Harvard has a museum-quality collection of fine Colonial era silver dating back to 1637. Most were handcrafted by noteable Boston silversmiths such as John Coney, Edward Winslow, and Ephraim Cobb.
The oldest piece, called the "Great Salt" was brought to America in 1638 by sailing ship from England, with Rev. Jose Glover and wife Elizabeth (who was later widowed and subsequently married Harvard's first president, Henry Dunster).
John Coney (considered one of Boston's finest silversmiths) made both the "Stoughton Cup" and the "Holyoke Caudel Cup".
The "Stoughton Cup", an ornately detailed, double-handled, covered vessel, was donated in 1701 by my cousin (7x removed, if I'm not mistaken -- he was the nephew of my 9th g-grandmother, Judith Stoughton Denman Smead), then acting Governor of Massachussetts Bay Colony, William Stoughton.
Portrait of William Stoughton by an unidentified artist, from the Harvard University Art Museum, Portrait Collection. Notice the rendering of the ~original Stoughton Hall in the background.
William Stoughton was Harvard's most generous 17th century patron, and also funded the original Stoughton Hall. Stoughton was known for being the presiding magistrate, or judge, at the Salem Witch Trials.
Stoughton's gift of fine silver to Harvard was intended for its commencement ceremony (which he unfortunately was too ill to attend; he passed away one week afterwards).
Although many of Harvard's patrons' donations of silver or money, etc., were intended mainly to gain privileges or favors for their own enrolled young scholars, William Stoughton was a childless bachelor who left most of his estate to one of his nephews (William Tailler, the son of his sister, Rebeccah Stoughton Tailler) -- so perhaps it was for them that he supported the University. His father (my uncle, ?x removed), Colonel Israel Stoughton, also helped found Harvard, with a donation of 300 acres of prime real estate for the campus.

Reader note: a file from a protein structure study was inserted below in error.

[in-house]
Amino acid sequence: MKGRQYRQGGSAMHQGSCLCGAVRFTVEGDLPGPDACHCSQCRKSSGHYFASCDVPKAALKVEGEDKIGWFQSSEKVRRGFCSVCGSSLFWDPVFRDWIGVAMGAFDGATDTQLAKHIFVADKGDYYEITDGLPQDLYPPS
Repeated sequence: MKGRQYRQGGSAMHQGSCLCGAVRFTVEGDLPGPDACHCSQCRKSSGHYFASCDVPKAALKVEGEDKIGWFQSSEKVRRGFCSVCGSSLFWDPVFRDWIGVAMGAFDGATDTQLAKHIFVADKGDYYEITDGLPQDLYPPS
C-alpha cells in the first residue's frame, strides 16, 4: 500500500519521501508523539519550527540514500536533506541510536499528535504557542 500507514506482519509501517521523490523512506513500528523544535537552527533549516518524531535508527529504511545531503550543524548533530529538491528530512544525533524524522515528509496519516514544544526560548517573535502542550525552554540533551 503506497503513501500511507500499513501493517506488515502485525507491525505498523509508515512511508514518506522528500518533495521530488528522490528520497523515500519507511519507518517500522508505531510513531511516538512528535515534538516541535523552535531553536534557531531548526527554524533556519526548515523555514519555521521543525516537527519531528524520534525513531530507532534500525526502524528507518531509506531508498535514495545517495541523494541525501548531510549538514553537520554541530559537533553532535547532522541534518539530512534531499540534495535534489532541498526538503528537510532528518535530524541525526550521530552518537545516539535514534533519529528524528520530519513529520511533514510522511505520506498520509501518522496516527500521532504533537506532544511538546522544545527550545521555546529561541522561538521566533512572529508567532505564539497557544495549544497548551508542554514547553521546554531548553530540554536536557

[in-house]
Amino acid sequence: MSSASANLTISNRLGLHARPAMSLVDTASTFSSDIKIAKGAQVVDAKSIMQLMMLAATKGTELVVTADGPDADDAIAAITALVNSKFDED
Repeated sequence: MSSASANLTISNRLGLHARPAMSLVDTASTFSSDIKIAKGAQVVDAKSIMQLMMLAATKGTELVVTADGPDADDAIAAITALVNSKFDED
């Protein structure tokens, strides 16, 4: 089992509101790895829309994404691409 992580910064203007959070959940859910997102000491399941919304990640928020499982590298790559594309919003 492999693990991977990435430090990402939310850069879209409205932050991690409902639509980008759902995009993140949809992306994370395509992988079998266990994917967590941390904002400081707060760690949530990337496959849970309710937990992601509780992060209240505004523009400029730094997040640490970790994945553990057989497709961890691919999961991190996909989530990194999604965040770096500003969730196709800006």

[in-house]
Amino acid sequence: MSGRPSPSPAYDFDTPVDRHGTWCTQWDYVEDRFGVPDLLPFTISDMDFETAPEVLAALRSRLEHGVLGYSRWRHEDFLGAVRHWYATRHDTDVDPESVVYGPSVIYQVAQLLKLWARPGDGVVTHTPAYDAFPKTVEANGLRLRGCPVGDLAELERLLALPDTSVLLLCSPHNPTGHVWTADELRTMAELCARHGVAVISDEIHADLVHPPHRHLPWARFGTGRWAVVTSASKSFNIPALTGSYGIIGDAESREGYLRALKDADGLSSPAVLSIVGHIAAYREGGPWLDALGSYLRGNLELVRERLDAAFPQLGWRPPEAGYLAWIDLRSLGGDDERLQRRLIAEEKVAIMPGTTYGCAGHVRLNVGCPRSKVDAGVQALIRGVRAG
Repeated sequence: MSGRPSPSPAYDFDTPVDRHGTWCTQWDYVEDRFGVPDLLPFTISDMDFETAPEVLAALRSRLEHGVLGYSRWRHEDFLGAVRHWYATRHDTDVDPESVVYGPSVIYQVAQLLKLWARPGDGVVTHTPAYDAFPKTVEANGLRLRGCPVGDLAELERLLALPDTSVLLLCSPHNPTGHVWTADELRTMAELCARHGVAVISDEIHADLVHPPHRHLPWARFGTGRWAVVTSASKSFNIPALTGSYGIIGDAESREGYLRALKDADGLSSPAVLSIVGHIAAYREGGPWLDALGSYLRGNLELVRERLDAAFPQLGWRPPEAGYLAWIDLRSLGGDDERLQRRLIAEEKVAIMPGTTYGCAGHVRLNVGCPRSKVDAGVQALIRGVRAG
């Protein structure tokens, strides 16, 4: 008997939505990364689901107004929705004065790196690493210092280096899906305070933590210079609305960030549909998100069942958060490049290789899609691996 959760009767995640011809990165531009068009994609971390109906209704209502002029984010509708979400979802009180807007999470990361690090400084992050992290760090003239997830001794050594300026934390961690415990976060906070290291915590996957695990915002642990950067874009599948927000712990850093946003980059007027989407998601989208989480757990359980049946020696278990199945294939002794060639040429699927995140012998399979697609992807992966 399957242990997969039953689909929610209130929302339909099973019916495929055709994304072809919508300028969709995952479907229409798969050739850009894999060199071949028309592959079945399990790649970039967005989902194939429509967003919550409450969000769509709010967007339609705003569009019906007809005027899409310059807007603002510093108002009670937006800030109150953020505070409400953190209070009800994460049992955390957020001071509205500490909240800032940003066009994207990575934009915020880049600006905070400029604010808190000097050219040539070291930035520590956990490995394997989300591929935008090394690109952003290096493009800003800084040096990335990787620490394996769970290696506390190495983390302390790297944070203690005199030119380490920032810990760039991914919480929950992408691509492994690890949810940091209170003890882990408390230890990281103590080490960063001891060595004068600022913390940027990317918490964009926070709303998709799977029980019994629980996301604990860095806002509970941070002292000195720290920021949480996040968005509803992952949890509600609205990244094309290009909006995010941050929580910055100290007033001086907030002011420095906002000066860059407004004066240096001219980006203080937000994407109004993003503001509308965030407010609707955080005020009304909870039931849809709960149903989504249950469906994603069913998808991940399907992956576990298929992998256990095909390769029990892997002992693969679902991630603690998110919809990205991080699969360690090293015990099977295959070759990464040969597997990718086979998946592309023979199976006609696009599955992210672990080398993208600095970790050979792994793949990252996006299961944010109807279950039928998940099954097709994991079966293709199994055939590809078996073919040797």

Harvard's silver collection is never used other than for formal ceremonial purposes, such as for the installations of their presidents or for visits from royalty (like Prince Charles' 1986 attendance at their 350th anniversary).
"They are not to be used, but to be regarded," said University Marshal, Richard Hunt.
"The Great Salt", made in England
(Someone actually once inadvertently displayed this piece upside-down, lol.)
The "Stoughton Cup", by Boston silversmith, John Coney
John Coney (1655-1722) was both a silver- and gold- smith, who specialized in engraving (he engraved the paper money for Massachussetts, in 1702). Considered from the 1690s onward, to have been the most important Boston silversmith of his time -- he was the apprentice (and later brother-in-law) to the first American-born silversmith, Jeremiah Dummer. (The Dummers were related to Chief Justice Samuel Sewall).
Coney's apprentices included Paul Revere's father, Apollos Rivoire (a French Huguenot); Connecticut brothers, Samuel and John Gray; and John Burt.
Many examples of Coney's work are displayed at the Boston Museum of Fine Arts; and Sotheby's New York auction sold just one of his plates in 2002, for $324,750.